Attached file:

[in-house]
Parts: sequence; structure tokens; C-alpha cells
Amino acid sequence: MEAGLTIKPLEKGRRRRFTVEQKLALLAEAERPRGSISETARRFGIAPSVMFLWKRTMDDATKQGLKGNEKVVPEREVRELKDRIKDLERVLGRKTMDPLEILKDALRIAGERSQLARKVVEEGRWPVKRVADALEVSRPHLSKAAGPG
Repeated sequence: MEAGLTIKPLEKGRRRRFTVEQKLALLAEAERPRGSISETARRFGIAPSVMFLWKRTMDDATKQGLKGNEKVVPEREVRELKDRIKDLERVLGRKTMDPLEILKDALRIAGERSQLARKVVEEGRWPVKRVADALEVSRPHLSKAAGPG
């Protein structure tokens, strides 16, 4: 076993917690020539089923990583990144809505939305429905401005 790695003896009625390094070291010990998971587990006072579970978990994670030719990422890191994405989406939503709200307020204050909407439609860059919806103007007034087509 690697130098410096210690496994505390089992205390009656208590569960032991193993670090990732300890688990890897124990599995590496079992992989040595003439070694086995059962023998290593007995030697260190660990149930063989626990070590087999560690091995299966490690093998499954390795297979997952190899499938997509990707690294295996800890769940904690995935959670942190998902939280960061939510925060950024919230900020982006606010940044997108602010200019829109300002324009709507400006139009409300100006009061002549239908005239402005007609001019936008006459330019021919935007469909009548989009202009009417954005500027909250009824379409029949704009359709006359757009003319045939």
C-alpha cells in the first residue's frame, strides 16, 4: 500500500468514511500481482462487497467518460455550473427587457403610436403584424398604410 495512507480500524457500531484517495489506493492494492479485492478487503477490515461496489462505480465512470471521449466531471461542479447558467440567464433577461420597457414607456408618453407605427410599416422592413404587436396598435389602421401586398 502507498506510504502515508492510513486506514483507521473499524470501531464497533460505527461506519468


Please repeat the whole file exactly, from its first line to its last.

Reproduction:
[in-house]
Parts: sequence; structure tokens; C-alpha cells
Amino acid sequence: MEAGLTIKPLEKGRRRRFTVEQKLALLAEAERPRGSISETARRFGIAPSVMFLWKRTMDDATKQGLKGNEKVVPEREVRELKDRIKDLERVLGRKTMDPLEILKDALRIAGERSQLARKVVEEGRWPVKRVADALEVSRPHLSKAAGPG
Repeated sequence: MEAGLTIKPLEKGRRRRFTVEQKLALLAEAERPRGSISETARRFGIAPSVMFLWKRTMDDATKQGLKGNEKVVPEREVRELKDRIKDLERVLGRKTMDPLEILKDALRIAGERSQLARKVVEEGRWPVKRVADALEVSRPHLSKAAGPG
């Protein structure tokens, strides 16, 4: 076993917690020539089923990583990144809505939305429905401005 790695003896009625390094070291010990998971587990006072579970978990994670030719990422890191994405989406939503709200307020204050909407439609860059919806103007007034087509 690697130098410096210690496994505390089992205390009656208590569960032991193993670090990732300890688990890897124990599995590496079992992989040595003439070694086995059962023998290593007995030697260190660990149930063989626990070590087999560690091995299966490690093998499954390795297979997952190899499938997509990707690294295996800890769940904690995935959670942190998902939280960061939510925060950024919230900020982006606010940044997108602010200019829109300002324009709507400006139009409300100006009061002549239908005239402005007609001019936008006459330019021919935007469909009548989009202009009417954005500027909250009824379409029949704009359709006359757009003319045939």
C-alpha cells in the first residue's frame, strides 16, 4: 500500500468514511500481482462487497467518460455550473427587457403610436403584424398604410 495512507480500524457500531484517495489506493492494492479485492478487503477490515461496489462505480465512470471521449466531471461542479447558467440567464433577461420597457414607456408618453407605427410599416422592413404587436396598435389602421401586398 502507498506510504502515508492510513486506514483507521473499524470501531464497533460505527461506519468